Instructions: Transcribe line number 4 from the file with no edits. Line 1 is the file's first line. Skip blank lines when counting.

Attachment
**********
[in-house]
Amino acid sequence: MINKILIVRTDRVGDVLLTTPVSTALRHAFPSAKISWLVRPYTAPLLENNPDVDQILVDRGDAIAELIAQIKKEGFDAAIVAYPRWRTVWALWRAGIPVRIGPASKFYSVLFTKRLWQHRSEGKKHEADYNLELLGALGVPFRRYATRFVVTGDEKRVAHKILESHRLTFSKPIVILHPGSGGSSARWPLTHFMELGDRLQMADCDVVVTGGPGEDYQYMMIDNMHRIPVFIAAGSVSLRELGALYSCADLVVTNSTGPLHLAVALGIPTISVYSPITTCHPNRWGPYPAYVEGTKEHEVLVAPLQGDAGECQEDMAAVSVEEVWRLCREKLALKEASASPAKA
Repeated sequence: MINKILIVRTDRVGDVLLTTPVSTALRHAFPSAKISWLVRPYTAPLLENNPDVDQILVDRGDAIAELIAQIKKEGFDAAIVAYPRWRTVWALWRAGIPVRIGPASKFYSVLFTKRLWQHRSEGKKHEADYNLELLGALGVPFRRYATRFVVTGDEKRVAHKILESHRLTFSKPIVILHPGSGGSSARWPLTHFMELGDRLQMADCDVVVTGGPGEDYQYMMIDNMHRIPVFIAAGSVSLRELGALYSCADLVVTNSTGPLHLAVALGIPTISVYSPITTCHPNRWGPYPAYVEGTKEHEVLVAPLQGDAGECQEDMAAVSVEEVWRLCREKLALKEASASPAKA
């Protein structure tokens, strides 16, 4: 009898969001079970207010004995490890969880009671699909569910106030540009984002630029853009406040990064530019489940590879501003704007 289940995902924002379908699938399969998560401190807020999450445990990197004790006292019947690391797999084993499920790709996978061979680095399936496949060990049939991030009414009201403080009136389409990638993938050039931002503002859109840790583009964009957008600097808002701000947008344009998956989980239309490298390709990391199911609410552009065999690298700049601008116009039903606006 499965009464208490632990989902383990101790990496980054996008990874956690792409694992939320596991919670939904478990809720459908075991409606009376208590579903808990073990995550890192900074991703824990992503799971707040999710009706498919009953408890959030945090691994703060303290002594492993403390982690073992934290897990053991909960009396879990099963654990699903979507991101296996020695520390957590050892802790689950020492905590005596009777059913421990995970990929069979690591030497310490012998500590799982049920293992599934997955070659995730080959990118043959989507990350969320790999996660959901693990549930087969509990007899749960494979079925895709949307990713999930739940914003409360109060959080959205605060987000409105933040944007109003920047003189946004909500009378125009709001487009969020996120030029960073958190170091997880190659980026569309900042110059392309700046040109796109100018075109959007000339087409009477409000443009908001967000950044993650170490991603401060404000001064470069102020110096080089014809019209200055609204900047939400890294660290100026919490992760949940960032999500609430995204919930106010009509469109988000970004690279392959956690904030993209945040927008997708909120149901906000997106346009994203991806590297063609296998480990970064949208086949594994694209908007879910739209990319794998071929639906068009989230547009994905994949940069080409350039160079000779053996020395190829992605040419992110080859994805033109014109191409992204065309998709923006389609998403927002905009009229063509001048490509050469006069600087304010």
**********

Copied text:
């Protein structure tokens, strides 16, 4: 009898969001079970207010004995490890969880009671699909569910106030540009984002630029853009406040990064530019489940590879501003704007 289940995902924002379908699938399969998560401190807020999450445990990197004790006292019947690391797999084993499920790709996978061979680095399936496949060990049939991030009414009201403080009136389409990638993938050039931002503002859109840790583009964009957008600097808002701000947008344009998956989980239309490298390709990391199911609410552009065999690298700049601008116009039903606006 499965009464208490632990989902383990101790990496980054996008990874956690792409694992939320596991919670939904478990809720459908075991409606009376208590579903808990073990995550890192900074991703824990992503799971707040999710009706498919009953408890959030945090691994703060303290002594492993403390982690073992934290897990053991909960009396879990099963654990699903979507991101296996020695520390957590050892802790689950020492905590005596009777059913421990995970990929069979690591030497310490012998500590799982049920293992599934997955070659995730080959990118043959989507990350969320790999996660959901693990549930087969509990007899749960494979079925895709949307990713999930739940914003409360109060959080959205605060987000409105933040944007109003920047003189946004909500009378125009709001487009969020996120030029960073958190170091997880190659980026569309900042110059392309700046040109796109100018075109959007000339087409009477409000443009908001967000950044993650170490991603401060404000001064470069102020110096080089014809019209200055609204900047939400890294660290100026919490992760949940960032999500609430995204919930106010009509469109988000970004690279392959956690904030993209945040927008997708909120149901906000997106346009994203991806590297063609296998480990970064949208086949594994694209908007879910739209990319794998071929639906068009989230547009994905994949940069080409350039160079000779053996020395190829992605040419992110080859994805033109014109191409992204065309998709923006389609998403927002905009009229063509001048490509050469006069600087304010």